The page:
Paraguay extends deforestation law that has cut forest loss by 85%
December 20, 2006
The government of Paraguay has extended a law has helped deforestation rates in the Upper Parana Atlantic Forest by more than 85 percent according to environmental group WWF.
The “Zero Deforestation Law” — which came into force in December 2004 — has been extended through December 2008.
WWF notes that since the law went into effect, deforestation rates in the Upper Parana Atlantic Forest have fallen from 88,000—170,000 hectares annually to 16,700 hectares annually. The Upper Parana Atlantic Forest is part of the Atlantic Forest, a biologically rich ecosystem that has been reduced by 95 percent in some its of range due to agriculture, especially for soybeans and cattle ranching.
Image courtesy of Google Earth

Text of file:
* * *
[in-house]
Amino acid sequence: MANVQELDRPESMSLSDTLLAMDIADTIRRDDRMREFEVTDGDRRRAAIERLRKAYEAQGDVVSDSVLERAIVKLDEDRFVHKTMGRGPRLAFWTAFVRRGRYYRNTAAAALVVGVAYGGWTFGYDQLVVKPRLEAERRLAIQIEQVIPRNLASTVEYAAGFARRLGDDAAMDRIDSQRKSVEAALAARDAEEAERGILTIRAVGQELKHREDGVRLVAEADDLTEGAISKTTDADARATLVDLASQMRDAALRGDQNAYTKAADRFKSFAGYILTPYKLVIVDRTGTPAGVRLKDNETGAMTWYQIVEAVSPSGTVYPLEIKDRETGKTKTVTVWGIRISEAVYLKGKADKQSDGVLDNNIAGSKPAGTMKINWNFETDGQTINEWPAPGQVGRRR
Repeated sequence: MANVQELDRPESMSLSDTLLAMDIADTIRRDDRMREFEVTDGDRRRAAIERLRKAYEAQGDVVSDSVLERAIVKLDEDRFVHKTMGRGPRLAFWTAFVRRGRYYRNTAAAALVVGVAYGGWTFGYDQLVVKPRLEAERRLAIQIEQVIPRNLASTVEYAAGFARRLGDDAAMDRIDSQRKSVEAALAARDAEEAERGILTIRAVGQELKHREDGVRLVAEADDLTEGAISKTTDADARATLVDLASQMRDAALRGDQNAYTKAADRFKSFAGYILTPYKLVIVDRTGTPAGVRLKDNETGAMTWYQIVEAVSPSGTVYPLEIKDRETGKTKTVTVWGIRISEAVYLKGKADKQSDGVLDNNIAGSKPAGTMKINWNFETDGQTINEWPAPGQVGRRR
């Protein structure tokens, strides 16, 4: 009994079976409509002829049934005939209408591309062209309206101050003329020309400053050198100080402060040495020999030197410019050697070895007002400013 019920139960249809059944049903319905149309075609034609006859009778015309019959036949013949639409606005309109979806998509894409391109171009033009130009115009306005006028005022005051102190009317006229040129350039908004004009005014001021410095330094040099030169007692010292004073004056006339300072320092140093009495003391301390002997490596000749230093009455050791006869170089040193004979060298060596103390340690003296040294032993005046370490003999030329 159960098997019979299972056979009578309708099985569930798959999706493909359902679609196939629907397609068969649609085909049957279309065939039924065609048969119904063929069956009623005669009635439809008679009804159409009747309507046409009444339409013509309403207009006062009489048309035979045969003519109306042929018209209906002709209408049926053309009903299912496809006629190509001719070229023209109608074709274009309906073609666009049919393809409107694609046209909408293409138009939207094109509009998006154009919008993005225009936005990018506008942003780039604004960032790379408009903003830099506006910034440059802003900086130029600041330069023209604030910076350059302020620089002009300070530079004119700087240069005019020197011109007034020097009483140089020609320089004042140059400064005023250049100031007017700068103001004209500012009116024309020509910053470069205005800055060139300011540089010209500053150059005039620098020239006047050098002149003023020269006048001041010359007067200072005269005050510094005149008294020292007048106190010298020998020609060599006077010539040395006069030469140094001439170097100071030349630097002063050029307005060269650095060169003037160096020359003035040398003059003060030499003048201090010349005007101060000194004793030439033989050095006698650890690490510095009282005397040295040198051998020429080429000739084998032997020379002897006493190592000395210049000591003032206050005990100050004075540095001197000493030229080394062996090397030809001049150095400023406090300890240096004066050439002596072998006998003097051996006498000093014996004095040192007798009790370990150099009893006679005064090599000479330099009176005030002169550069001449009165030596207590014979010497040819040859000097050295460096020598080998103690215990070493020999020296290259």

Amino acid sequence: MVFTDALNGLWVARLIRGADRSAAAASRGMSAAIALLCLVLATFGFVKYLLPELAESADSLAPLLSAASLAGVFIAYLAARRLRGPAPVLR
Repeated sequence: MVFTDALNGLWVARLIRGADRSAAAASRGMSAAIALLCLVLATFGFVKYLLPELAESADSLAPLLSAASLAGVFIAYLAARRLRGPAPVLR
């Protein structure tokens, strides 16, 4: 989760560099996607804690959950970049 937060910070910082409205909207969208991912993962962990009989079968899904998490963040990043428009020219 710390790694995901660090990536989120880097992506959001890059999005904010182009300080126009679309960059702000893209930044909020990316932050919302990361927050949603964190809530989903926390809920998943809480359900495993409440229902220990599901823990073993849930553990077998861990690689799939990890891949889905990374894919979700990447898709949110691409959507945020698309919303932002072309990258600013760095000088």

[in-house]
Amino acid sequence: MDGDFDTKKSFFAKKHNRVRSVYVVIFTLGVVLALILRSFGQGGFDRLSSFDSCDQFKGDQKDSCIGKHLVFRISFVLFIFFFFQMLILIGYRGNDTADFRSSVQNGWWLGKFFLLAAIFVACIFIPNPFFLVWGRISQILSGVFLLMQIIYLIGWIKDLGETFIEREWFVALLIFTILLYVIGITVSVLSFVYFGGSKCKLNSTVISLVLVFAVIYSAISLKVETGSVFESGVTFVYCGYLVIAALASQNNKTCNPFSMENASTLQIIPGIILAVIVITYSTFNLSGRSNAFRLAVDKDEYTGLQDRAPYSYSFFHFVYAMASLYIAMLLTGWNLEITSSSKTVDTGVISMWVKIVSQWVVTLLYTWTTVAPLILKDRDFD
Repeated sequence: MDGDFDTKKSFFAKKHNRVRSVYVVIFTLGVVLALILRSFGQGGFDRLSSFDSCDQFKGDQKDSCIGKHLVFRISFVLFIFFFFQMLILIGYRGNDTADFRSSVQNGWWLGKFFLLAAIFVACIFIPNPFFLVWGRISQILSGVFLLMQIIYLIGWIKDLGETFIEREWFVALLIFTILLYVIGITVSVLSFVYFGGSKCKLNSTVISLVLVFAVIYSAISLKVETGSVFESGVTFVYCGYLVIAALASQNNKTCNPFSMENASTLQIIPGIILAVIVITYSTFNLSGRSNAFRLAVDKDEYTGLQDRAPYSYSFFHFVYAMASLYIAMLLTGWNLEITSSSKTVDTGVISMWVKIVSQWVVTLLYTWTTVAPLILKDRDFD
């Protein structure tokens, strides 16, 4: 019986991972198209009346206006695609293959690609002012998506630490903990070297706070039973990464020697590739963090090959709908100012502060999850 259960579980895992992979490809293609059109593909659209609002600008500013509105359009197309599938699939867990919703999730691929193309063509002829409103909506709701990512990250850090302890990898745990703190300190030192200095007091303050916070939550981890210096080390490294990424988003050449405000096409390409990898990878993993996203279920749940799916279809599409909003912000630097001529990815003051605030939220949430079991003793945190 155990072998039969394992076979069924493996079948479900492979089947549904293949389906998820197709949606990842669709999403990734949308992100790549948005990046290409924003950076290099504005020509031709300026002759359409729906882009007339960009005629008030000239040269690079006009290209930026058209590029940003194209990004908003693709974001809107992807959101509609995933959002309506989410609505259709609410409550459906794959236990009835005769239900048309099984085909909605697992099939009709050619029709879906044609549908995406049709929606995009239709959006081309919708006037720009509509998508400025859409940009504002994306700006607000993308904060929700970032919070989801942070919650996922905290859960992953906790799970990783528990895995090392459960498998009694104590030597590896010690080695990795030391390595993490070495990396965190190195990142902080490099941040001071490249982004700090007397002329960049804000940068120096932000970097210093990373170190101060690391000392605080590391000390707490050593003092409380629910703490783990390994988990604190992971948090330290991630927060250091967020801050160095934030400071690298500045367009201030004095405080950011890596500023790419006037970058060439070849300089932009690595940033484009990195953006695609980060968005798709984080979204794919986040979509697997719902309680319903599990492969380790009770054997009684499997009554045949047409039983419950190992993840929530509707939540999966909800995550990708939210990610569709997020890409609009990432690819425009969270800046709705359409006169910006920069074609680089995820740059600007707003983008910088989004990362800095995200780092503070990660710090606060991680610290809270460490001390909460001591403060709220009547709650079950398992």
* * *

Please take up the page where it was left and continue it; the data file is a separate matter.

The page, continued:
WWF says that Paraguay has achieved the cut in deforestation rates without cutting agricultural production. Soybean production actually increased in spite of the law, from 3.5 million tons in the 2003—04 season to a likely 4.2 million tons for the 2005—06 season.
Paraguay has more than 18 million hectares of tropical forest but less than 4 percent of the country’s land surface is under some form of protection. The country has some 1,084 known species of amphibians, birds, mammals, and reptiles, and at least 7,851 species of vascular plants. Paraguay is also home to part of the world’s largest wetland, the Pantanal.
This article is based on a news release from WWF and past mongabay.com articles.